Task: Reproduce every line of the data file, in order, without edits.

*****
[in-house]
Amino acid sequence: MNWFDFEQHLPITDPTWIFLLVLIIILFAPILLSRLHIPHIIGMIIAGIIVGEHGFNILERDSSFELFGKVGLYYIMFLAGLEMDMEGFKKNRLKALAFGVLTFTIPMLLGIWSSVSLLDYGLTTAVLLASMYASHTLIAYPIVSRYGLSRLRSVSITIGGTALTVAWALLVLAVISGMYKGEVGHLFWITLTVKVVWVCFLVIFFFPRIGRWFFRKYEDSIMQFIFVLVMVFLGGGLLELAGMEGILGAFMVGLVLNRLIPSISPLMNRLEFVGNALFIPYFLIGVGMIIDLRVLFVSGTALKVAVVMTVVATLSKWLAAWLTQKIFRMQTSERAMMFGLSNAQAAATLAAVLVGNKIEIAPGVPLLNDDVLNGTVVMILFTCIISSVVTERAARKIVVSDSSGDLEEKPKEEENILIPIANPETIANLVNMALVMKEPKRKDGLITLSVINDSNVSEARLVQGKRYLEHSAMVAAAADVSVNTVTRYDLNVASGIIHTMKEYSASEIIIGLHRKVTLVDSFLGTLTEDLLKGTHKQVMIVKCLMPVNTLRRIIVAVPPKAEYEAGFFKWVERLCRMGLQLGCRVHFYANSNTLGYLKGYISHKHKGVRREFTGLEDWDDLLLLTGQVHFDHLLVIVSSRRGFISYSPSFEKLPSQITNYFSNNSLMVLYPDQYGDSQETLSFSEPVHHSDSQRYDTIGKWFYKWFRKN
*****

[in-house]
Amino acid sequence: MNWFDFEQHLPITDPTWIFLLVLIIILFAPILLSRLHIPHIIGMIIAGIIVGEHGFNILERDSSFELFGKVGLYYIMFLAGLEMDMEGFKKNRLKALAFGVLTFTIPMLLGIWSSVSLLDYGLTTAVLLASMYASHTLIAYPIVSRYGLSRLRSVSITIGGTALTVAWALLVLAVISGMYKGEVGHLFWITLTVKVVWVCFLVIFFFPRIGRWFFRKYEDSIMQFIFVLVMVFLGGGLLELAGMEGILGAFMVGLVLNRLIPSISPLMNRLEFVGNALFIPYFLIGVGMIIDLRVLFVSGTALKVAVVMTVVATLSKWLAAWLTQKIFRMQTSERAMMFGLSNAQAAATLAAVLVGNKIEIAPGVPLLNDDVLNGTVVMILFTCIISSVVTERAARKIVVSDSSGDLEEKPKEEENILIPIANPETIANLVNMALVMKEPKRKDGLITLSVINDSNVSEARLVQGKRYLEHSAMVAAAADVSVNTVTRYDLNVASGIIHTMKEYSASEIIIGLHRKVTLVDSFLGTLTEDLLKGTHKQVMIVKCLMPVNTLRRIIVAVPPKAEYEAGFFKWVERLCRMGLQLGCRVHFYANSNTLGYLKGYISHKHKGVRREFTGLEDWDDLLLLTGQVHFDHLLVIVSSRRGFISYSPSFEKLPSQITNYFSNNSLMVLYPDQYGDSQETLSFSEPVHHSDSQRYDTIGKWFYKWFRKN